Melina Lloyd encourages Gillian, her identical twin sister, to switch places with her and escort Christopher Hart, the half Native American/half white astronaut - nicknamed Chief - while he is in Dallas. Melina, who runs a successful media escort service for out-of-town celebrities, is content with her single life. Gillian, however, senses her biological clock is ticking and wants a child. Her current boyfriend Jem has had a vasectomy, and she has undergone artificial insemination at a fertility clinic that very day. Gillian, the shyer twin, eventually agrees to Melinaís proposal.
When Gillian and Chief stop at a fast food restaurant, Dale Gordon, a fertility clinic employee recognizes and greets her. Gillian, who is posing as Melina, explains to Chief she has a twin sister and that he must have confused her for her twin. Gillian and Chief are attracted to each other, and they eventually spend part of the night together with Gillian slipping out in the early morning hours.
Meanwhile, a charismatic religious leader, Brother Gabriel, who operates out of a temple in is taking an interest in Gillian Lloyd. Gordon, fearing the mysterious Program is in jeopardy, immediately contacts Brother Gabriel then proceeds to Gillianís house.
The following morning Gillian is found brutally murdered in her bed. The ugly obscenities scrawled in blood on her bedroom wall indicate that the slaying is connected to Gillianís relationship with Chief. Melina reveals that she and her sister had traded places the previous evening. (She does admit that such conduct is juvenile.)
Chief is questioned by the police. He meets Melina at the police station and is struck by her resemblance to the sister heíd known so briefly but felt about so deeply. The case is quickly closed when evidence pointing to Dale Gordon is soon discovered.
But the police seem to have been too hasty in their conclusions. Melina notices that some of Jemís statements to the police were false, Chief is attacked by men intent on killing him, and Melina recognizes the FBI agents who show up at her house are imposters. The two realize their best hope for survival is in disappearing. They will soon be finding indications of a larger and deeper criminal conspiracy involving fertility programs.
The plot of The Switch is a hodgepodge of story elements from earlier Sandra Brown books with a dollop of malevolent religious cult machinations and fertility clinic perils thrown in for good measure. The author has previously used the identical twin/look-alike mixup concept in a category romance Thursdayís Child and in her contemporary romance Mirror Image. The hero of the category Long Time Coming is another astronaut, and the hero and heroine of Honor Bound are forced into each otherís company on a danger-fraught dash through the American Southwest.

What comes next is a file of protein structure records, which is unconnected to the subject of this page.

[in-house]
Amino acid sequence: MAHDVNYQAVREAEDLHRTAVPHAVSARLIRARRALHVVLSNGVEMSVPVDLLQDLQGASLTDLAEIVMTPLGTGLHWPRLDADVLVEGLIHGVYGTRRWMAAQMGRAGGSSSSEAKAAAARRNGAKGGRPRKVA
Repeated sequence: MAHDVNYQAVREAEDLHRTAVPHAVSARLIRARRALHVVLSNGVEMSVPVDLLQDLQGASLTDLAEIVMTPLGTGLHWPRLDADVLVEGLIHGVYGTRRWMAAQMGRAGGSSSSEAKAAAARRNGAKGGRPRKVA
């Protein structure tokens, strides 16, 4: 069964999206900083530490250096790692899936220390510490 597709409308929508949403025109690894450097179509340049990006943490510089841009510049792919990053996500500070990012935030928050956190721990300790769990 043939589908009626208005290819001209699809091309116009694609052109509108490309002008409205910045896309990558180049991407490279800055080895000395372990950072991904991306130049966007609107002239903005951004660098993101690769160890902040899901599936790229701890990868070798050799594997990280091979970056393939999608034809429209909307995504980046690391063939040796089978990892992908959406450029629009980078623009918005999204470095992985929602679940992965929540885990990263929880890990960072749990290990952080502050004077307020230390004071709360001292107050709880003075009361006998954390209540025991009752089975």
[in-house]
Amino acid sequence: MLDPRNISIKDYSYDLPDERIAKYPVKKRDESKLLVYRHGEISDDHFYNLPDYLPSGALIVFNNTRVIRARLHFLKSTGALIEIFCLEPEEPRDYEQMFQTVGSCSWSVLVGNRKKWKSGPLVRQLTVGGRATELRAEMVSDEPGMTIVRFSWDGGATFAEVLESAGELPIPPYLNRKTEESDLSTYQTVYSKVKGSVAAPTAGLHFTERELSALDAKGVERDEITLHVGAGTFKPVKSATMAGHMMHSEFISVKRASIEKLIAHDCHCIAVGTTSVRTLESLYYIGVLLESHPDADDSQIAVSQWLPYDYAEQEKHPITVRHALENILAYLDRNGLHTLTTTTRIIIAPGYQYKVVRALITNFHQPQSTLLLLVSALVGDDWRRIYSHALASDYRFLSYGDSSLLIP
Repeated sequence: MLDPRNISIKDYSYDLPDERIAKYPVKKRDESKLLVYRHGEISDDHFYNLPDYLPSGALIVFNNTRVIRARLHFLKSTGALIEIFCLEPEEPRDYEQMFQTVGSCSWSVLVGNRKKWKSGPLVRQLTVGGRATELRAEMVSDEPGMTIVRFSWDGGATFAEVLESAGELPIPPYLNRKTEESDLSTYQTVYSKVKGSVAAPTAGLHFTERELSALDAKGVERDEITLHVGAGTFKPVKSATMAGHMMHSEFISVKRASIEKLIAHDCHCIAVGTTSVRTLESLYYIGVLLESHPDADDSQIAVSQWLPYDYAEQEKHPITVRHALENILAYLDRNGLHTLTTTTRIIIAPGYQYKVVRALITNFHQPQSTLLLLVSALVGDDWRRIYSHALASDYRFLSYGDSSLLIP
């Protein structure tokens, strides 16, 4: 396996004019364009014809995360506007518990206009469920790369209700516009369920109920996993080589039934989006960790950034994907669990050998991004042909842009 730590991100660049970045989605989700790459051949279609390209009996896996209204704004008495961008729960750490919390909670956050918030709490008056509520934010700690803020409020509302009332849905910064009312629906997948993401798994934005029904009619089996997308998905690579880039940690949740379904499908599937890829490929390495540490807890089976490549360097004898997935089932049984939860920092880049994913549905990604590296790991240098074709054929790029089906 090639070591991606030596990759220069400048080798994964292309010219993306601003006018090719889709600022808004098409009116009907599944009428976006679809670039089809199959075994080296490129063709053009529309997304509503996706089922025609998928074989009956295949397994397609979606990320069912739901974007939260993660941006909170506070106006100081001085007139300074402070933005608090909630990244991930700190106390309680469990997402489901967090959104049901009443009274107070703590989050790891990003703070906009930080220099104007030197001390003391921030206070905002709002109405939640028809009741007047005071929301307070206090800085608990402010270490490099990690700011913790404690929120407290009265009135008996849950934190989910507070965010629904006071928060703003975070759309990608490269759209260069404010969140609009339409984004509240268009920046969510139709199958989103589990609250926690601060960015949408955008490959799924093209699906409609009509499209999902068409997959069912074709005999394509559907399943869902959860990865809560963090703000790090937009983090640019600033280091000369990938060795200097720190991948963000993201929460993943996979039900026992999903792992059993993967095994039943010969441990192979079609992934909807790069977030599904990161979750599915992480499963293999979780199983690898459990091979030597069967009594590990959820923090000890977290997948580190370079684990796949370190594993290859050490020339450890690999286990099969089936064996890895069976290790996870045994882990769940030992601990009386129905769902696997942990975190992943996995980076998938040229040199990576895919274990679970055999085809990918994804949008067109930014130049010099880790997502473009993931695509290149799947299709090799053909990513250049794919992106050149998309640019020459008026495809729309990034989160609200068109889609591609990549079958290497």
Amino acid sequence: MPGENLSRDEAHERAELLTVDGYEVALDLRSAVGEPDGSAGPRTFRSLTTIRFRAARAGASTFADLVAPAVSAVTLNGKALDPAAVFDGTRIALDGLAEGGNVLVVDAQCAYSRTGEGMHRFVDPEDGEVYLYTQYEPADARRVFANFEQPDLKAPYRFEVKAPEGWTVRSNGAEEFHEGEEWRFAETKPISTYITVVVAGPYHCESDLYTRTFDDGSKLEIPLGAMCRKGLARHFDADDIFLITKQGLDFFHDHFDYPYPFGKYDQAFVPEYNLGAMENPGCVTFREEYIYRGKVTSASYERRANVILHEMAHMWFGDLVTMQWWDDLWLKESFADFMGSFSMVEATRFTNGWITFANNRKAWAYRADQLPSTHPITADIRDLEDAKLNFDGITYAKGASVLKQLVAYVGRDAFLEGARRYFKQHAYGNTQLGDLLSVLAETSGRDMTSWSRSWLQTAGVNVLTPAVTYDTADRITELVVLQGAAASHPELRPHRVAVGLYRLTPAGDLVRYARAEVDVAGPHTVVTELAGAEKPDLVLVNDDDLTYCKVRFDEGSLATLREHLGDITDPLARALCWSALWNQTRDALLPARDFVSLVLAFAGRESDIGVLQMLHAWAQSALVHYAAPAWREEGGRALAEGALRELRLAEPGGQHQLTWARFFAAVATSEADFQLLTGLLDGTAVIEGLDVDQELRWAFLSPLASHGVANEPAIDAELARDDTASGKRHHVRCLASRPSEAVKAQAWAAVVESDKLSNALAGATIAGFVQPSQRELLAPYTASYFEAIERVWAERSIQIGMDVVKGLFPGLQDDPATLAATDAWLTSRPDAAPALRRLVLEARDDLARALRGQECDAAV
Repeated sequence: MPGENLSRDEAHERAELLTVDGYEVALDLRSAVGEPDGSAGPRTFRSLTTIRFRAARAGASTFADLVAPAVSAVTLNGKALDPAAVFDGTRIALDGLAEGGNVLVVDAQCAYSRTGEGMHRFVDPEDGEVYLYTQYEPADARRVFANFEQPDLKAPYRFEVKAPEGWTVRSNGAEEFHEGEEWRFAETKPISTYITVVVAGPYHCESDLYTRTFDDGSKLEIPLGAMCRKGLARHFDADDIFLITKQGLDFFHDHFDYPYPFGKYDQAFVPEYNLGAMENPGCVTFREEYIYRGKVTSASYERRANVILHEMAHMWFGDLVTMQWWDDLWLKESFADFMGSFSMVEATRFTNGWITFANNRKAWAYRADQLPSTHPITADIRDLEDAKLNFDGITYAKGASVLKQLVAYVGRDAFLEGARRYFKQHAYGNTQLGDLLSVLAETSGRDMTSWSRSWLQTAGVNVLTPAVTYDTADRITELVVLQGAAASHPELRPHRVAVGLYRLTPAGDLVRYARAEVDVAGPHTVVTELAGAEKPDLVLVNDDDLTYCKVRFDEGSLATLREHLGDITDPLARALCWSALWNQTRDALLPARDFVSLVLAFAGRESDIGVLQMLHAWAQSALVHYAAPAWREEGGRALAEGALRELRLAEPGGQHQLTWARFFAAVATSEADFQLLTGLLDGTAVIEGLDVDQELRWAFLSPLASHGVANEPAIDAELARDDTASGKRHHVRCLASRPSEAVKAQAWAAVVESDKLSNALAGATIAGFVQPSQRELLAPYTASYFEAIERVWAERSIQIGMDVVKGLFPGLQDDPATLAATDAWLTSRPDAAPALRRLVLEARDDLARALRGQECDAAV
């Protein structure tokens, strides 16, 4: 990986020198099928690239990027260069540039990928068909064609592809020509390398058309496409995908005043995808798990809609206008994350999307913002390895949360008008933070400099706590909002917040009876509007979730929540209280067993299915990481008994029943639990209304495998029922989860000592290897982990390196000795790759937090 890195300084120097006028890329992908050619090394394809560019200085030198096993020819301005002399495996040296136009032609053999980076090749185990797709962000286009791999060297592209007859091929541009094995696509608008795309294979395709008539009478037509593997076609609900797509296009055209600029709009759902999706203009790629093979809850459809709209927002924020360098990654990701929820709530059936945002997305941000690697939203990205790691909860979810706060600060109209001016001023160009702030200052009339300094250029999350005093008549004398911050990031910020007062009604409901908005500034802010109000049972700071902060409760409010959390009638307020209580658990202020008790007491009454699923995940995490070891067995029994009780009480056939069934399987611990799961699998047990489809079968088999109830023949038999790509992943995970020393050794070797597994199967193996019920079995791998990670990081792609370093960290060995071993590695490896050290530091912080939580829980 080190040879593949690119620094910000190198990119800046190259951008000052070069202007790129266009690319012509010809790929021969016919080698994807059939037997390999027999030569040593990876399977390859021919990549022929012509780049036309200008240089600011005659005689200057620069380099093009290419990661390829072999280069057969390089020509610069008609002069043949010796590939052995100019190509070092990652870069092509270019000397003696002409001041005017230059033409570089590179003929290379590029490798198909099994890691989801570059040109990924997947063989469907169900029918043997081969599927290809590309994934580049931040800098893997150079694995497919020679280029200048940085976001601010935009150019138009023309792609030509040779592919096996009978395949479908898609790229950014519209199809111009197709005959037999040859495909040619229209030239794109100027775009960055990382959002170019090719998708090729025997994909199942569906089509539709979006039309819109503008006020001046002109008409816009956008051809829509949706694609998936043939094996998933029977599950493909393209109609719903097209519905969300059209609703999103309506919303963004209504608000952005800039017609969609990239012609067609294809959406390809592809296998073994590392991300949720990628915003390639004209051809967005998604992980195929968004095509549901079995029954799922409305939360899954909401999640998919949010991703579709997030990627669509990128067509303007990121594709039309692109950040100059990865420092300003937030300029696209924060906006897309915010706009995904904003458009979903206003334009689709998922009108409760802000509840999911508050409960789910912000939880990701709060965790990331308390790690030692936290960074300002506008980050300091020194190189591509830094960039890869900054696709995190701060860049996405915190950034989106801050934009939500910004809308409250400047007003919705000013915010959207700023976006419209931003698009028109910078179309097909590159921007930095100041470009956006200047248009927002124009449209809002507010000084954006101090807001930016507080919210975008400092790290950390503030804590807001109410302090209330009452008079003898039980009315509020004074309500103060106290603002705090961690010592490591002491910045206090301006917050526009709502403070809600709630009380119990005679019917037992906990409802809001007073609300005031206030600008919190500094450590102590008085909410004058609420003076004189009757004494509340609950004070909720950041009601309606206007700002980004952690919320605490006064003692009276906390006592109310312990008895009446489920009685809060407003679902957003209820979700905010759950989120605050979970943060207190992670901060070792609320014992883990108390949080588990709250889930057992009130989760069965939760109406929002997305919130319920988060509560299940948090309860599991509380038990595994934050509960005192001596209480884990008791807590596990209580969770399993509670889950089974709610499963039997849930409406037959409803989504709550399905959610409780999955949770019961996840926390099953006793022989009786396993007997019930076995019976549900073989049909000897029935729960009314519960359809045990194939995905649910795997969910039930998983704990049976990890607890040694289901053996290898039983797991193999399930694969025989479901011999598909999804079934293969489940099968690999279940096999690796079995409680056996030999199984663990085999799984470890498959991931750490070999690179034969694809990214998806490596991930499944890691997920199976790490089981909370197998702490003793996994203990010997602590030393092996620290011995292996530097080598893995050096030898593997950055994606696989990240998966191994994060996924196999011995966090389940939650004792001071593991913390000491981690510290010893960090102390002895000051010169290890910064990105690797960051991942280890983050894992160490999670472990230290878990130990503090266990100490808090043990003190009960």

It would be much easier to overlook such unabashed raiding of earlier plots if The Switch featured an engrossing story line or engaging characters. Unfortunately, this romantic suspense novel does not measure up to some of this popular authorís better works. Many of the plot twists seem contrived, and most readers will figure out the surprise ending well before the bookís climax. The romance and sexual tension, usually a hallmark of the authorís writing, are anemic and mostly overshadowed by the suspense aspect of the story.
Furthermore, the character development is weak. The characters are largely one-dimensional, and their motivation is seldom convincing. Melina and Chief seem to be only vaguely cognizant that their individual conduct was the direct cause of Gillianís death. They do a lot of running around with little forethought for where and why. (But thereís still time for Chief to mend an old relationship.) Brother Gabriel is obviously the literary descendant of such real figures as the Rev. Jim Jones and the Heavenís Gate cult. He does not come across as a very believable character, however, because he seems devoid of any of the charm or charisma necessary to beguile a large, blindly devoted following.
The Switch is already appearing on best-seller charts so itís likely to reach a large audience, and Iím sure that long-time fans of Sandra Brown (of which I am one) will consider it a must-read. But with its weaknesses in both plot and character development, many readers may be disappointed.